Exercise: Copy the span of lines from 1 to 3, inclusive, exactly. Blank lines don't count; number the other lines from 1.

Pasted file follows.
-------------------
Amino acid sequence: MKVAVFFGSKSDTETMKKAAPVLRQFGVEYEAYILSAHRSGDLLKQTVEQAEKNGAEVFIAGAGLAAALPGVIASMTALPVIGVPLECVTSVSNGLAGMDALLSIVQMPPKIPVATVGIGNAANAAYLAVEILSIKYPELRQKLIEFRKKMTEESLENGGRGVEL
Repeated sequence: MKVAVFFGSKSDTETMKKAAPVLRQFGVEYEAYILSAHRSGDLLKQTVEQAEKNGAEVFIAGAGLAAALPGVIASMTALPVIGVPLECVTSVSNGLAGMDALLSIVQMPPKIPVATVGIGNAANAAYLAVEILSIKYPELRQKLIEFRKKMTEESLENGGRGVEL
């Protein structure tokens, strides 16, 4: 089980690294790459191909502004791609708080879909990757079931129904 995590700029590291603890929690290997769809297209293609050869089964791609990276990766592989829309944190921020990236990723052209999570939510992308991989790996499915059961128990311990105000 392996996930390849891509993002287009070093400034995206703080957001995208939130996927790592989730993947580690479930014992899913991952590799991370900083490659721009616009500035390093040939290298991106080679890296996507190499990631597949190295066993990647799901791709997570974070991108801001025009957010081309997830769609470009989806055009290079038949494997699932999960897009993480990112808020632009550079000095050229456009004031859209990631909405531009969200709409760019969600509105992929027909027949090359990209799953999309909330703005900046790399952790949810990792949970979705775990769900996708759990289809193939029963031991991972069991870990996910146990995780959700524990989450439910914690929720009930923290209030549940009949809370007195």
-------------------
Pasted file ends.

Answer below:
Amino acid sequence: MKVAVFFGSKSDTETMKKAAPVLRQFGVEYEAYILSAHRSGDLLKQTVEQAEKNGAEVFIAGAGLAAALPGVIASMTALPVIGVPLECVTSVSNGLAGMDALLSIVQMPPKIPVATVGIGNAANAAYLAVEILSIKYPELRQKLIEFRKKMTEESLENGGRGVEL
Repeated sequence: MKVAVFFGSKSDTETMKKAAPVLRQFGVEYEAYILSAHRSGDLLKQTVEQAEKNGAEVFIAGAGLAAALPGVIASMTALPVIGVPLECVTSVSNGLAGMDALLSIVQMPPKIPVATVGIGNAANAAYLAVEILSIKYPELRQKLIEFRKKMTEESLENGGRGVEL
């Protein structure tokens, strides 16, 4: 089980690294790459191909502004791609708080879909990757079931129904 995590700029590291603890929690290997769809297209293609050869089964791609990276990766592989829309944190921020990236990723052209999570939510992308991989790996499915059961128990311990105000 392996996930390849891509993002287009070093400034995206703080957001995208939130996927790592989730993947580690479930014992899913991952590799991370900083490659721009616009500035390093040939290298991106080679890296996507190499990631597949190295066993990647799901791709997570974070991108801001025009957010081309997830769609470009989806055009290079038949494997699932999960897009993480990112808020632009550079000095050229456009004031859209990631909405531009969200709409760019969600509105992929027909027949090359990209799953999309909330703005900046790399952790949810990792949970979705775990769900996708759990289809193939029963031991991972069991870990996910146990995780959700524990989450439910914690929720009930923290209030549940009949809370007195």